The untold story of how Denmark’s Jewish population escaped the Nazis in 1943 – with the help of the King, his ministers, parliament, and average citizens – is detailed in Countrymen (Signal/M&S, $32.95 cl., Sept.). Bo Lidegaard, a Danish journalist and historian, describes the two-week period of defiance and simple courage via diary entries, letters, and family accounts.
Activist Paul Kivel takes aim at Christian hegemony in Living in the Shadow of the Cross (New Society Publishers, $18.95 pa, Oct.), in which the educator and activist argues that Western religion contributes to society’s biggest problems and fuels our seemingly endless War on Terror.
Politics & Current Affairs
For better or worse, political journalists Mark Halperin and John Heilemann are probably responsible for the newfound popularity of the clichéd expression “game changer.” For Double Down: Game Change 2012 (Penguin, $31.50 cl., Nov.), the pair conducted hundreds of interviews to provide a fast-paced narrative of the 2012 presidential election. • HRC (Doubleday Canada, $30 cl., Dec.), by Jonathan Allen and Amie Parnes, looks at the political renaissance of Hillary Clinton, from her defeat in the Democratic primaries to her years as secretary of state, and looks ahead at the possibility of a presidential run in 2016. • NPR media correspondent David Folkenflik tells the story of the battle between Rupert Murdoch’s media empire and the British government. Murdoch’s World: The Last of the Old Media Empires (PublicAffairs/PGC, $31 cl.) appears in October.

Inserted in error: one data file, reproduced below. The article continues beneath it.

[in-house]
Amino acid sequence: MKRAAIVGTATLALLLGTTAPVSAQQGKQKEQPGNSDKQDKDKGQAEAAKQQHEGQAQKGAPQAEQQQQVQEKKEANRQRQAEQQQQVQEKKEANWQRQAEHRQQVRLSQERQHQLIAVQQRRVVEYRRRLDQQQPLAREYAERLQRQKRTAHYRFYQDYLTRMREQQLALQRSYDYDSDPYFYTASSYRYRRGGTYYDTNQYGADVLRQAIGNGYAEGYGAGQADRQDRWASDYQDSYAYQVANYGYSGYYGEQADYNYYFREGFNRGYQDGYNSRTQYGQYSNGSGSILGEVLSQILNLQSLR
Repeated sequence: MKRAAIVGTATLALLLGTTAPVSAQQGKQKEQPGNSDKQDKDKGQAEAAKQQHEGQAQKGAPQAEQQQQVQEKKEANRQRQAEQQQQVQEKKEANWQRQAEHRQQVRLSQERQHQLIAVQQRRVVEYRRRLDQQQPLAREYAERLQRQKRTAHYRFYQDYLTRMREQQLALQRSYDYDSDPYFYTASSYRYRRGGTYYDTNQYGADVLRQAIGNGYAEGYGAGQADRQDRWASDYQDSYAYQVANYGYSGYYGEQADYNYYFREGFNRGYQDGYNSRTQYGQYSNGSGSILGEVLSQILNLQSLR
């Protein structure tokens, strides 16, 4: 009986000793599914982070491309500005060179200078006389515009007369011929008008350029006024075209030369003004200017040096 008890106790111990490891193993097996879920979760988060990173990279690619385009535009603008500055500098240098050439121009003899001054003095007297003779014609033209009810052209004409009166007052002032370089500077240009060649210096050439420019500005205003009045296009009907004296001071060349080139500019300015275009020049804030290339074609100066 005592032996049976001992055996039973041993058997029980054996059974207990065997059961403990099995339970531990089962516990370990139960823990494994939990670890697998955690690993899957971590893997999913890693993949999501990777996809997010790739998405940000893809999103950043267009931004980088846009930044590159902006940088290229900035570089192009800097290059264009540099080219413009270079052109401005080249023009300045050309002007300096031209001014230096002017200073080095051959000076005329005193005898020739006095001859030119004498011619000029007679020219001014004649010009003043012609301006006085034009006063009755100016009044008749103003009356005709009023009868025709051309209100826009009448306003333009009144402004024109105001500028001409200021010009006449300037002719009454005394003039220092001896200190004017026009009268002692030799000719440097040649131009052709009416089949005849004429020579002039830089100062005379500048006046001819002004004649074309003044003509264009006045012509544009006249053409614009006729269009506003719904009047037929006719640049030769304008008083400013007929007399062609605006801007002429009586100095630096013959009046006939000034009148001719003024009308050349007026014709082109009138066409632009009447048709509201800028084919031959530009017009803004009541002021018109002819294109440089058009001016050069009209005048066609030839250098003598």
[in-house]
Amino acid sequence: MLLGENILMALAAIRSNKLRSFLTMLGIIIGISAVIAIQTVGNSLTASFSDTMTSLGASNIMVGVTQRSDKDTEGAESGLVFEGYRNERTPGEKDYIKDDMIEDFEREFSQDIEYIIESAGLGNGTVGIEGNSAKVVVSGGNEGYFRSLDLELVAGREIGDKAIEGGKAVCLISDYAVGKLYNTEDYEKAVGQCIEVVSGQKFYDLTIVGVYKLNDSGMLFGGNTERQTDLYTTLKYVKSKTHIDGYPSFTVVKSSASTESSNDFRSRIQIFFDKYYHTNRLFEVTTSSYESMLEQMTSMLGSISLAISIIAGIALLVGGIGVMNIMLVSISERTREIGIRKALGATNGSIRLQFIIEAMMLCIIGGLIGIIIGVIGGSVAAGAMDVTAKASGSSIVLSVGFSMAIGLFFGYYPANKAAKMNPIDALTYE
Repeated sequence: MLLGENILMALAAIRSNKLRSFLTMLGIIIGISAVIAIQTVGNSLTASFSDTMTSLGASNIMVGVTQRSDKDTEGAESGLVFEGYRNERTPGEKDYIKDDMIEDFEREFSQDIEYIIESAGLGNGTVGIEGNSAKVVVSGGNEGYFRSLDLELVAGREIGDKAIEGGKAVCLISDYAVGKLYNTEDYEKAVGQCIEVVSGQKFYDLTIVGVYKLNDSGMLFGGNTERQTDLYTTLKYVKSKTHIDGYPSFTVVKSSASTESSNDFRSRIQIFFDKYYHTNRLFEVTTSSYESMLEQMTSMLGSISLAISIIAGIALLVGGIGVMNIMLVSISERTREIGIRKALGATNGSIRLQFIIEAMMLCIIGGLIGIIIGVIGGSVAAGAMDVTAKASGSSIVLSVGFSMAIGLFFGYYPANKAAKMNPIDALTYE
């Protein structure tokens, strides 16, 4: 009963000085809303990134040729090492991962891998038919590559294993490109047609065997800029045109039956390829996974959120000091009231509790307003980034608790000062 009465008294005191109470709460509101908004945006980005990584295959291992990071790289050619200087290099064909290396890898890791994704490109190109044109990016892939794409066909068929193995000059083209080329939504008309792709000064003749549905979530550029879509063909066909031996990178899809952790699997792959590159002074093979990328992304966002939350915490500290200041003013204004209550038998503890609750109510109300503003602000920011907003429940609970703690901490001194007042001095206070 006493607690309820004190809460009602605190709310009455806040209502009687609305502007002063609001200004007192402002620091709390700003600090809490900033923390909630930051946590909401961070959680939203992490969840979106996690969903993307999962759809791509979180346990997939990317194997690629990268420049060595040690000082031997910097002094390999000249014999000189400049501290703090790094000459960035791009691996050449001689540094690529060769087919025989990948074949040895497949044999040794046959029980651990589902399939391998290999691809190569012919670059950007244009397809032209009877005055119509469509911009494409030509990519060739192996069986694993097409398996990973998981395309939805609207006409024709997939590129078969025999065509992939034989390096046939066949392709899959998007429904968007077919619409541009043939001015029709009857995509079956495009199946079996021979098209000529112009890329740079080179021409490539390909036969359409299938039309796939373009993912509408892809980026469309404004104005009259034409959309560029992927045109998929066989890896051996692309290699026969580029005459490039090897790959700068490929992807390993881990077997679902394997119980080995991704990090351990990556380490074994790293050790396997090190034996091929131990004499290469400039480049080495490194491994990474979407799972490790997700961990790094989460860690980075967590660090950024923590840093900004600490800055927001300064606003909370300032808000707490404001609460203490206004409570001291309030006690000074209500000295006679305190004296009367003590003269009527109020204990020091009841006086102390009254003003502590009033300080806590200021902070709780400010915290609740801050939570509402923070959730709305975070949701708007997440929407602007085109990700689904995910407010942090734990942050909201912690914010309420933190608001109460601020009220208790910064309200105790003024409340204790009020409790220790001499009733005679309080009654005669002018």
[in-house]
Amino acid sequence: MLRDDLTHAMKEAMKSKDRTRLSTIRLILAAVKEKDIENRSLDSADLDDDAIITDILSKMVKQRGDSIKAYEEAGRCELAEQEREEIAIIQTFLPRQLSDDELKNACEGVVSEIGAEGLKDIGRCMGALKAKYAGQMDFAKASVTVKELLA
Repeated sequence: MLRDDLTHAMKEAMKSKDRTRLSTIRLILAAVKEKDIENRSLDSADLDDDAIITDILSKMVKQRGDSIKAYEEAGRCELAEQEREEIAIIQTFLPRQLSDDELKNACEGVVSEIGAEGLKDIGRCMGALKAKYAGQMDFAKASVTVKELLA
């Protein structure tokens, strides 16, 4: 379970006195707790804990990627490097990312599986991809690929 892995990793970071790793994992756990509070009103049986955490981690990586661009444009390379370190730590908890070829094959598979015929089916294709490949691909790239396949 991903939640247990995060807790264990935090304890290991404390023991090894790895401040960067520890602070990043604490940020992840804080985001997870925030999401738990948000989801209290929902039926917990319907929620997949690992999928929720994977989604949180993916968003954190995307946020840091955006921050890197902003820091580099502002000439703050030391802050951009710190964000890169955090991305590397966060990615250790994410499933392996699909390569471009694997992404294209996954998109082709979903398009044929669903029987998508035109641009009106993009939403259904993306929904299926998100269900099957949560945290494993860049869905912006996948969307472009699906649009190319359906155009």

Photography & Pop Culture
Ten of the world’s top nature photographers come together in The Masters of Nature Photography (Firefly Books, $45 cl., Oct.). Edited by Rosamund Kidman Cox, the book features 120 photos from winners of a competition sponsored by the Natural History Museum and the BBC.
Love him or hate him, Wes Anderson is one of the most idiosyncratic and influential filmmakers of his generation. The Wes Anderson Collection (Abrams/Manda, $45 cl., Oct.) is one of the first in-depth looks at the Moonrise Kingdom director’s filmography and personal life. The book, by New York magazine critic Matt Zoller, includes an introduction from Michael Chabon.